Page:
Headlines: Oct. 31, 2023

· The Pulse
  • City administration has allocated $8 million in its draft 2024 capital budget for an unnamed technology project related to cybersecurity, referred to only as an "in-private discussion item" in a city report. The draft operating budget sets aside $436,000 for the project's operations and indicates one staff member would be assigned to it full time. A city spokesperson said further details will remain private because releasing them is "not in the best interest of the corporation or citizens." Council is expected to discuss the project in private before deciding whether to fund it.
  • In his latest article, Postmedia opinion columnist Keith Gerein suggested municipal tax increases could become a focal point of the next civic election. City council is facing criticism for proposing a property tax hike of 7.09% in next year's budget, which would be the highest increase in a decade. With a potential cumulative tax increase of 22% over the four-year budget cycle, the hikes could give opponents of the current mayor and council "a tent pole on which to build a campaign," Gerein wrote.
  • Edmonton radio host Lauren Hunter revealed her latest Halloween costume last week. Hunter, who is known for creating elaborate costumes inspired by news headlines, dressed up as a full-sized fridge. "We're all feeling the grocery prices this year, but we all love food," Hunter said, adding she put 50 hours into building the costume. Last year, she dressed up as a cracked Valley Line LRT concrete pier.
  • Edmonton's office vacancy rate has decreased in the third quarter of 2023, indicating a potential shift in the market. While the change is positive, the city is still a long way from a balanced market, said Cory Wosnack with Avison Young. The decline in vacancy is attributed to the leasing of office space by Norquest College and Classical Academy, a new charter school in the city. There are also ongoing efforts to convert vacant office space for residential use.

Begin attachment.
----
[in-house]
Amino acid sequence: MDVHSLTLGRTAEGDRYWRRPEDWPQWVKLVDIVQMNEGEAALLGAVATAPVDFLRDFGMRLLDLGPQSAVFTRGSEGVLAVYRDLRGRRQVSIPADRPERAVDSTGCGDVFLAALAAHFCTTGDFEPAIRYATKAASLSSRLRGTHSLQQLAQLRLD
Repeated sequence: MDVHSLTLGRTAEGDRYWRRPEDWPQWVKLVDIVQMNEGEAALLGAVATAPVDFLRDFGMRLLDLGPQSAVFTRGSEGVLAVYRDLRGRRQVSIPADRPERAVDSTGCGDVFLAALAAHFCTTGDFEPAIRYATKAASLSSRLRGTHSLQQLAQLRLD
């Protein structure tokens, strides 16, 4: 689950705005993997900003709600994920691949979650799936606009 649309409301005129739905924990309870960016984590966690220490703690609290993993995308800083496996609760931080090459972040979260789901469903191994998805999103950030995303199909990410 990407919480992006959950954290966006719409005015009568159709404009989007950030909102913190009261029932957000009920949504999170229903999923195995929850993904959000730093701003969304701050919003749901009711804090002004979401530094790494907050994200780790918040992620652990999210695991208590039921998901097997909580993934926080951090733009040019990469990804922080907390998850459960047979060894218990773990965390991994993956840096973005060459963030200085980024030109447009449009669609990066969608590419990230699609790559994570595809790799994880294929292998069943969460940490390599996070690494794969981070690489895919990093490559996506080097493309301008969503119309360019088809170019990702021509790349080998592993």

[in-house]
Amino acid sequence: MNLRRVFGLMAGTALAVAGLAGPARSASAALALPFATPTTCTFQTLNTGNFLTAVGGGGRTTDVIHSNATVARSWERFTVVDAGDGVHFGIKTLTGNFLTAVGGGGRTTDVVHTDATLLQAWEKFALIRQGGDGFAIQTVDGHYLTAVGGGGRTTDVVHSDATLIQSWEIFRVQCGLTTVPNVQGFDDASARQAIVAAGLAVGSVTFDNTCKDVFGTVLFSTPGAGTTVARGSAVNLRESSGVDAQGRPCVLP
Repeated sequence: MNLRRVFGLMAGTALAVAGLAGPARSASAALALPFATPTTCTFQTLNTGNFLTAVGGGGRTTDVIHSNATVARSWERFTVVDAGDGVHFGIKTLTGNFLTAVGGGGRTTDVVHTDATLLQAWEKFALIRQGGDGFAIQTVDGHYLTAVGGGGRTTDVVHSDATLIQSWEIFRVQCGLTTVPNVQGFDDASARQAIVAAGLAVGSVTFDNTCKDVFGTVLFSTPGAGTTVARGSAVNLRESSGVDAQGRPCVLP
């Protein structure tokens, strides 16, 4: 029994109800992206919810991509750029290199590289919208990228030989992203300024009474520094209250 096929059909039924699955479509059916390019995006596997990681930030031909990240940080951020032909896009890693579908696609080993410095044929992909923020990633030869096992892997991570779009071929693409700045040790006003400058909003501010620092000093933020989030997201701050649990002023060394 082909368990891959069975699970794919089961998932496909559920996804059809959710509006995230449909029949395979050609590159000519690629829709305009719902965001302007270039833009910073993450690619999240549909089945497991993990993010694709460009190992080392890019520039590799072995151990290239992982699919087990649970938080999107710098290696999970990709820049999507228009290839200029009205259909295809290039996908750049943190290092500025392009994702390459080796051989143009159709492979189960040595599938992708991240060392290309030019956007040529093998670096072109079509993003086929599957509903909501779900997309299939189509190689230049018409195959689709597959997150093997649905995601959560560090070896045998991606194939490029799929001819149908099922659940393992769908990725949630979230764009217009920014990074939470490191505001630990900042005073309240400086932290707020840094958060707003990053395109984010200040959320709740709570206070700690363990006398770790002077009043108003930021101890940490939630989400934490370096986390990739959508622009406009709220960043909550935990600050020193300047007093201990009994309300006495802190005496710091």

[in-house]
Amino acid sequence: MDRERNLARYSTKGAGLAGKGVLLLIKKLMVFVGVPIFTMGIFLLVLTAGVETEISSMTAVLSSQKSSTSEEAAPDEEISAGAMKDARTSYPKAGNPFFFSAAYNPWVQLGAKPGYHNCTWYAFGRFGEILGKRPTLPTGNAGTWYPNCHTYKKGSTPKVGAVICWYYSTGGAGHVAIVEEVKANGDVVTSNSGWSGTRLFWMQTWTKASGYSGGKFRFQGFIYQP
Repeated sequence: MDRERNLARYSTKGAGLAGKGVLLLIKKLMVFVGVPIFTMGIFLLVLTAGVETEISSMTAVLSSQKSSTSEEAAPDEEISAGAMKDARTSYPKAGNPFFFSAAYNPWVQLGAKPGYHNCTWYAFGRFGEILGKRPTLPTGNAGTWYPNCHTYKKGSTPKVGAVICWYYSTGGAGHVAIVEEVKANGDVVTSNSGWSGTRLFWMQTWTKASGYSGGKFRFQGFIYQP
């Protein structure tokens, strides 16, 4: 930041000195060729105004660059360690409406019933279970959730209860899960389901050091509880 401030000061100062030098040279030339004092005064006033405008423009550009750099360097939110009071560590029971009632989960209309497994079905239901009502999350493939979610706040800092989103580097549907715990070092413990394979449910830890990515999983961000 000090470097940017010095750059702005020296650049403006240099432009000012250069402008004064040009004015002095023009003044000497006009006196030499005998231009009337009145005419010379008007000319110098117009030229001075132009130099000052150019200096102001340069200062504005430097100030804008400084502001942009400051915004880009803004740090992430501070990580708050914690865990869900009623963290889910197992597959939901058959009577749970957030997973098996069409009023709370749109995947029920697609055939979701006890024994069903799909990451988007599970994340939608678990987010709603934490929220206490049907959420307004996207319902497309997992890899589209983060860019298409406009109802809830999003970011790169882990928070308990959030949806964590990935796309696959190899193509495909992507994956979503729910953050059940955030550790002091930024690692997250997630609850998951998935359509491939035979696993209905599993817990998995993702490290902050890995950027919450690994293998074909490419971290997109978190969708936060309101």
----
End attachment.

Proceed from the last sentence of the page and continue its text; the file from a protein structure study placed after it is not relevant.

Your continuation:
• Pro-Palestine supporters staged a protest in the office of Edmonton Centre Liberal MP Randy Boissonnault on Oct. 30 as part of a nationwide effort to call for an immediate ceasefire in Gaza. Officers with the Edmonton Police Service were called to the office around 11:30am and said the nine protestors left "without issue." A representative of the protestors said they were inside the office for about an hour before continuing the demonstration outside. The protest was one of 17 that took place at MP offices in 12 cities across Canada.
  • The UCP government outlined its agenda for the fall sitting of the Alberta legislature in its throne speech on Oct. 30. The government says it will lower electricity and auto insurance costs, and that the province would use the Alberta Sovereignty within a United Canada Act if the federal government implements emissions caps or a net-zero electricity grid by 2035. While the provincial government is holding consultations on a potential Alberta Pension Plan, the throne speech did not include any mention of the plan. The government also introduced its first bill of the sitting, which, if passed, would prevent the government from increasing personal or business tax rates without first holding a referendum.